Kaufman’s Brooklyn: Three photos of ‘A medley of bridges’
My father, Irving Kaufman (1910 – 1982), was a professional photographer who started in Brooklyn in the mid 1930s working for the Brooklyn Daily Eagle. He captured thousands of images of Brooklyn through the 1950s. I have recently digitized a great many of them. My father’s profile can be found here.
This week’s theme:
I’ve called this week’s display “A medley of bridges.” Bridges hold an important place in the progression of New York City’s infrastructural history, with the island of Manhattan located at the center of the growing city. Six major bridges now encircle Manhattan. Several smaller ones span the Harlem River, connecting Manhattan to the Bronx.
The first bridge that connected surrounding areas to Manhattan was the Brooklyn Bridge, which opened in 1883. Three more went up from 1903 to 1909, and the last two were built in the 1930s. Three of the six connect Manhattan with Brooklyn, providing both travel convenience and beauty. They are also the only New York bridges that ever provided rail transit. (There are also four tunnels, one linking Manhattan with Brooklyn, one with Queens and two with New Jersey.)
The three pictures for today were all taken from approximately the same spot, showing approximately the same scene, but decades apart. They are all classic views from under the Brooklyn Bridge looking at the lower Manhattan skyline. After 1932 the skyline was largely unchanged until the mid 1950s, with the advent of box-like aluminum and glass office towers. The view today shows a lot of those boxes, but the two more stylish tallest buildings from the early 1930s are still visible.
Bridge and skyline, c. 1940
This is the view of lower Manhattan that Brooklynites saw in the years of my father’s most active Brooklyn work, the years I’ve been displaying here in the Eagle. The two tallest buildings, left of center, are 70 Pine Street, closer to the river, and 40 Wall Street, further back. They were the tallest buildings in lower Manhattan until the opening of the North Tower of the World Trade Center in 1970.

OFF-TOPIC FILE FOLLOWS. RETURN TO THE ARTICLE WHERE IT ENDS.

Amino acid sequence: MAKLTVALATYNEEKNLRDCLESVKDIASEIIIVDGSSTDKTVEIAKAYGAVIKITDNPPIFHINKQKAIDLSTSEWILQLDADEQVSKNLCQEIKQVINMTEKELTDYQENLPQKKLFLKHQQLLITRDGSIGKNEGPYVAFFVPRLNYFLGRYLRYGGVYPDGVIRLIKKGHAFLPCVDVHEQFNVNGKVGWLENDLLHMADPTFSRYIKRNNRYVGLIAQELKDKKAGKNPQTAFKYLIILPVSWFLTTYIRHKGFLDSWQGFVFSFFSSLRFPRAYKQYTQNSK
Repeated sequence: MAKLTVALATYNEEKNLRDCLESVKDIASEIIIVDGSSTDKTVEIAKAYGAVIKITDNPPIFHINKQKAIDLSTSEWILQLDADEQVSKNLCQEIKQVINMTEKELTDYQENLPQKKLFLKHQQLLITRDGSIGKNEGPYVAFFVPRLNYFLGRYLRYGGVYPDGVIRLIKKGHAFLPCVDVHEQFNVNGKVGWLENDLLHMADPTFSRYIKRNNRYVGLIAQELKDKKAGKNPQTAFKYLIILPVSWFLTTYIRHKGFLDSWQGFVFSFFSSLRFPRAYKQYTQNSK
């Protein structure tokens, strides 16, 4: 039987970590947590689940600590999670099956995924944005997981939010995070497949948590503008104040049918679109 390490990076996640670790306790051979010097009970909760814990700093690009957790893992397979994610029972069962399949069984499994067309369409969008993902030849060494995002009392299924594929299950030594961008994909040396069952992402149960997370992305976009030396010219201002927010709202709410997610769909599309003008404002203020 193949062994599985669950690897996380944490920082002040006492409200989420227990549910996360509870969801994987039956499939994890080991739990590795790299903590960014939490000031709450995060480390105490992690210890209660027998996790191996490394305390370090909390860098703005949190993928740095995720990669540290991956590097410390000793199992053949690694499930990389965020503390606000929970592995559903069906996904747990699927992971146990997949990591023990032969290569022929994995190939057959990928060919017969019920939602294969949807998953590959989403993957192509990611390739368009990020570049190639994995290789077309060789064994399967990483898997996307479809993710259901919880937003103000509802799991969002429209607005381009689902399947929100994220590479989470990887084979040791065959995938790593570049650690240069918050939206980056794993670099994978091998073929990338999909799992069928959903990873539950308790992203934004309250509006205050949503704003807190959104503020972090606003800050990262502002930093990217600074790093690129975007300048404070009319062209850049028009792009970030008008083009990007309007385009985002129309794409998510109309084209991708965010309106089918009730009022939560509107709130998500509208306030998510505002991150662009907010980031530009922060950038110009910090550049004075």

The Bank of Manhattan Trust Building was located at 40 Wall Street, later known as the Wall Street Tower. When it opened in 1930, at 283 meters (928 feet) and 71 stories, it was very briefly the tallest building in the world, until the Chrysler Building opened uptown about a month later. (In 1995, 40 Wall Street was bought by Donald Trump and is now called the Trump Building.)
70 Pine Street is an Art Deco tower that was built in 1932. It is 260 meters (853 feet) tall, 290 meters with its antenna. It was the last of the early 20th century skyscrapers built in lower Manhattan.
The Woolworth Building is no doubt better known than either of those others. It opened in 1913 and was the tallest building in the world at 241 meters (792 feet) until the 40 Wall Street building eclipsed it in 1930. The Woolworth Building is mostly obscured in this picture, but its top and some its middle are just visible to the left of the bridge tower.
Bridge and skyline, c. 1970
At first glance, this scene looks almost like the previous one. But not quite. A closer look shows several new buildings, but the clear giveaway is the tall rectangular building dead center in the frame. It is 28 Liberty Street, formerly known as One Chase Manhattan Plaza. Employees of Chase Manhattan Bank moved into their new headquarters in 1961. At 248 meters (813 feet) and 60 stories, it certainly makes a statement, but doesn’t surpass its older neighbors.
Bridge and skyline, September 4, 2017
This is the only color image in this series, and the only one not taken by Irving Kaufman. But it’s still in the family; it was taken by my nephew, Craig, to compare with his grandfather’s earlier versions of the scene. (Thank you Craig!) Happily, our two tall friends at 40 Wall and 70 Pine still proudly display their style above their boxy new neighbors. A couple of other buildings from the 1930s can still be found if you look carefully, but most of the scene is new – especially, of course, 1 World Trade Center, which towers over everything nearby. In fact, it’s the tallest building in the western hemisphere, at 541 meters or (not coincidentally) 1776 feet.
An index of Kaufman’s Brooklyn posts may be found here.
Irving Kaufman’s profile may be found here.
I invite you to submit comments, memories, images of Brooklyn, and especially any additional background information you can supply about the photos posted here to [email protected] I’d also be glad to supply information about buying prints of any of the images seen here. Many of my father’s images are also available for viewing and purchase at http://yourartgallery.com/irvingkaufmanstudios. All prints purchased will be the product of professional scanning and editing.
Weekly collection 11: Photos of ‘A medley of bridges’
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